How the Economy is Affecting Veterinary Hospitals

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As we suffer through these tough times, so many pet-related businesses and entities are feeling the economic pressure. One of the first signs that the economy was deteriorating was the increase in drop-offs to the humane societies and animal shelters to the point where they could not house any more pets. To save our pets, some humane societies are moving pets to shelters that have room or to adoption locations that have a higher adoption rate. Humane societies also speak of the decreased yearly donations that are coming in to help operate the facility.

In my own profession, I see veterinarians being released from employment due to the lack of business at a particular veterinary hospital. They are being released along with veterinary nurses, receptionists, etc., who are all people and who depend on the veterinary hospital for their employment and livelihood. Costs of medicines from veterinary distributors are going up, costs of pet foods are going up (due to the cost of shipping and the cost of corn), costs of employee benefits are also going up and in essence the total overhead to operate a veterinary hospital is going up. If you think a veterinary hospital operates like a human hospital, you may think that veterinary hospitals make a small fortune from what they do. Actually, the profit margin for a veterinary hospital is very low, sometimes totaling anywhere from 5-15% of the yearly gross. That is not good, if you compare it with other medical businesses. You can even review the financials of Veterinary Centers of America (trades as WOOF) and see that the principle revenues are from the referral laboratories not necessarily the veterinary hospitals.

The owners of the veterinary hospitals are seeing their profits decrease and may even become more edgy during the struggle to survive. I recently heard of a veterinarian who was terminated because the an online article he authored was paraphrasing a Reader’s Digest article of eight years ago. The article and blog discussed how to save money at the vets, but in the mind of the owner this public information of eight years ago was allegedly taking thousands of dollars of business away from that hospital, so the internet blogging vet was terminated. Now, we all know that that internet is protected by the First Amendment, but this owner did not see the legal ramifications of such a termination. In essence, the veterinary hospital owners, corporate veterinary hospital owners, and other animal health related businesses, including not-for-profit organizations, are feeling the crunch and reacting.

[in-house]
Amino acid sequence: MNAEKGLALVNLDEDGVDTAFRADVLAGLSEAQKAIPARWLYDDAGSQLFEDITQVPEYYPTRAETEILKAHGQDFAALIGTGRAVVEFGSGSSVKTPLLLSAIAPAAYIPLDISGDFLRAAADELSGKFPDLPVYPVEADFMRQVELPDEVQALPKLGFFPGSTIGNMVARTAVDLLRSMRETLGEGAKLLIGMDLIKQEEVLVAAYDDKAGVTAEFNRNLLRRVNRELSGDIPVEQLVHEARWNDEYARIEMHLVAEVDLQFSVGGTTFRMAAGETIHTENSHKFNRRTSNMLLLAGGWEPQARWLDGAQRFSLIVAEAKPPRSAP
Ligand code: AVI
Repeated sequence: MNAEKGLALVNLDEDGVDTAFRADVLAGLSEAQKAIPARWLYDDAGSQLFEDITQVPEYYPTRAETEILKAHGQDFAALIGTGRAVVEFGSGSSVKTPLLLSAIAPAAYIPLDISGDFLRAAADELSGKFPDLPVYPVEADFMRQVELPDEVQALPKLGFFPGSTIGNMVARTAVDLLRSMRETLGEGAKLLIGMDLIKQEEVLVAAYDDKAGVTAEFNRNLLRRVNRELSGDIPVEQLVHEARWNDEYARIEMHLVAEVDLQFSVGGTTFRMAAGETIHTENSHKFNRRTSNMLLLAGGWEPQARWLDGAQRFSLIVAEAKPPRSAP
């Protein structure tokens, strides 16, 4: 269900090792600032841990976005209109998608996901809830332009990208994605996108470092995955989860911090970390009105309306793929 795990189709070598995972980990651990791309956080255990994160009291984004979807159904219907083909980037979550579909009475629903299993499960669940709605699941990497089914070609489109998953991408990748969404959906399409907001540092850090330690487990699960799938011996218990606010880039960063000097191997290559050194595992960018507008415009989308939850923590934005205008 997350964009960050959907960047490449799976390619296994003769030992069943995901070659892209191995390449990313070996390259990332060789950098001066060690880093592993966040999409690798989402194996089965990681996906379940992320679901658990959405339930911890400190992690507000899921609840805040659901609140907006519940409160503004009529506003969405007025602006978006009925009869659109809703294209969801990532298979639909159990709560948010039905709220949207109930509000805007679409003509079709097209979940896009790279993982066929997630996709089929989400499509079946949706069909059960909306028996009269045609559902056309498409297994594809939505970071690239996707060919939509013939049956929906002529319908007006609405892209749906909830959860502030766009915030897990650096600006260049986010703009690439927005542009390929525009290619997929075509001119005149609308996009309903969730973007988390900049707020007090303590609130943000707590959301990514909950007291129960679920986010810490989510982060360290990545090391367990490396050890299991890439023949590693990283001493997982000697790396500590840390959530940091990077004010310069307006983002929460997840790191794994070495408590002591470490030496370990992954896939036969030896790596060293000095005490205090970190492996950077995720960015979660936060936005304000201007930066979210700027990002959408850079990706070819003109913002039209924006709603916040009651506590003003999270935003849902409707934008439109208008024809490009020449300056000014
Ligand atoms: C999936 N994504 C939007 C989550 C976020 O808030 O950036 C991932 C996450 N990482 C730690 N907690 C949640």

Are you seeing donations going down to your humane society? Are you helping your humane society with fundraising events? Has your favorite veterinarian been released because of the economy? Times are tough for us all, including our fin, feathered, and fur-family.

Dr. Manda is a full-time emergency veterinarian, former veterinary hospital owner, pet food executive, and successful entrepreneur. He consults to the pet food, animal health, and veterinary marketplace both nationally and internationally. At home he has 3 cats who request all of his free time.

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